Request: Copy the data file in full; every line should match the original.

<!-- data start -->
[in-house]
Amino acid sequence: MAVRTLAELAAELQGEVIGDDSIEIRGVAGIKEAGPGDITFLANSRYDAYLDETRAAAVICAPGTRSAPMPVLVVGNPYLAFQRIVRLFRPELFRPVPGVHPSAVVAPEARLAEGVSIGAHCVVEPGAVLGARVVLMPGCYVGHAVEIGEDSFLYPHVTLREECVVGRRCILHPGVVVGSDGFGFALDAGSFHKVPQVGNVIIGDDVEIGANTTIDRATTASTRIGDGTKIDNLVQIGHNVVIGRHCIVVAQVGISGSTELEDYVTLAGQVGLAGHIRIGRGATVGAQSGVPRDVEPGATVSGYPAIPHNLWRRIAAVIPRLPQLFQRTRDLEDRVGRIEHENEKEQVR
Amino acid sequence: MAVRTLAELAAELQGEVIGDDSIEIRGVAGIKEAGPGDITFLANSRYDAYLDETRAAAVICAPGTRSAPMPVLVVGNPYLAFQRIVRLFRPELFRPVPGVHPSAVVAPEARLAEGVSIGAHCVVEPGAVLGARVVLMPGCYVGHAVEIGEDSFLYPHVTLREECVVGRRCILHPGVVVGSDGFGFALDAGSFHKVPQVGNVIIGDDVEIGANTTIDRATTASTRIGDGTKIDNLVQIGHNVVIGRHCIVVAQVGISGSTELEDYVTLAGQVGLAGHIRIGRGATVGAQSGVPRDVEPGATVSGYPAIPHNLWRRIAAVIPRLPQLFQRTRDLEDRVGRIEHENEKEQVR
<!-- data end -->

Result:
[in-house]
Amino acid sequence: MAVRTLAELAAELQGEVIGDDSIEIRGVAGIKEAGPGDITFLANSRYDAYLDETRAAAVICAPGTRSAPMPVLVVGNPYLAFQRIVRLFRPELFRPVPGVHPSAVVAPEARLAEGVSIGAHCVVEPGAVLGARVVLMPGCYVGHAVEIGEDSFLYPHVTLREECVVGRRCILHPGVVVGSDGFGFALDAGSFHKVPQVGNVIIGDDVEIGANTTIDRATTASTRIGDGTKIDNLVQIGHNVVIGRHCIVVAQVGISGSTELEDYVTLAGQVGLAGHIRIGRGATVGAQSGVPRDVEPGATVSGYPAIPHNLWRRIAAVIPRLPQLFQRTRDLEDRVGRIEHENEKEQVR
Amino acid sequence: MAVRTLAELAAELQGEVIGDDSIEIRGVAGIKEAGPGDITFLANSRYDAYLDETRAAAVICAPGTRSAPMPVLVVGNPYLAFQRIVRLFRPELFRPVPGVHPSAVVAPEARLAEGVSIGAHCVVEPGAVLGARVVLMPGCYVGHAVEIGEDSFLYPHVTLREECVVGRRCILHPGVVVGSDGFGFALDAGSFHKVPQVGNVIIGDDVEIGANTTIDRATTASTRIGDGTKIDNLVQIGHNVVIGRHCIVVAQVGISGSTELEDYVTLAGQVGLAGHIRIGRGATVGAQSGVPRDVEPGATVSGYPAIPHNLWRRIAAVIPRLPQLFQRTRDLEDRVGRIEHENEKEQVR